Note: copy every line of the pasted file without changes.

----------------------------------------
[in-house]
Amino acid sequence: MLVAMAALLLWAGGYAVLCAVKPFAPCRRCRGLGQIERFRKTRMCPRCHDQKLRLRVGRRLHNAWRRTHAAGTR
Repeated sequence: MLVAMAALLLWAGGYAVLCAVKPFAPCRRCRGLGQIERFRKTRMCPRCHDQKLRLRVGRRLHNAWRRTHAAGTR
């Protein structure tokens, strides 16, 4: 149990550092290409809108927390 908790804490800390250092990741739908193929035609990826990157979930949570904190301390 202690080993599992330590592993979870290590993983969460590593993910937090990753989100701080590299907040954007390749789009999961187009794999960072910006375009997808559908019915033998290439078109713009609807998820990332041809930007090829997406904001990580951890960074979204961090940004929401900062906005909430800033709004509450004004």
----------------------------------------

[in-house]
Amino acid sequence: MLVAMAALLLWAGGYAVLCAVKPFAPCRRCRGLGQIERFRKTRMCPRCHDQKLRLRVGRRLHNAWRRTHAAGTR
Repeated sequence: MLVAMAALLLWAGGYAVLCAVKPFAPCRRCRGLGQIERFRKTRMCPRCHDQKLRLRVGRRLHNAWRRTHAAGTR
């Protein structure tokens, strides 16, 4: 149990550092290409809108927390 908790804490800390250092990741739908193929035609990826990157979930949570904190301390 202690080993599992330590592993979870290590993983969460590593993910937090990753989100701080590299907040954007390749789009999961187009794999960072910006375009997808559908019915033998290439078109713009609807998820990332041809930007090829997406904001990580951890960074979204961090940004929401900062906005909430800033709004509450004004």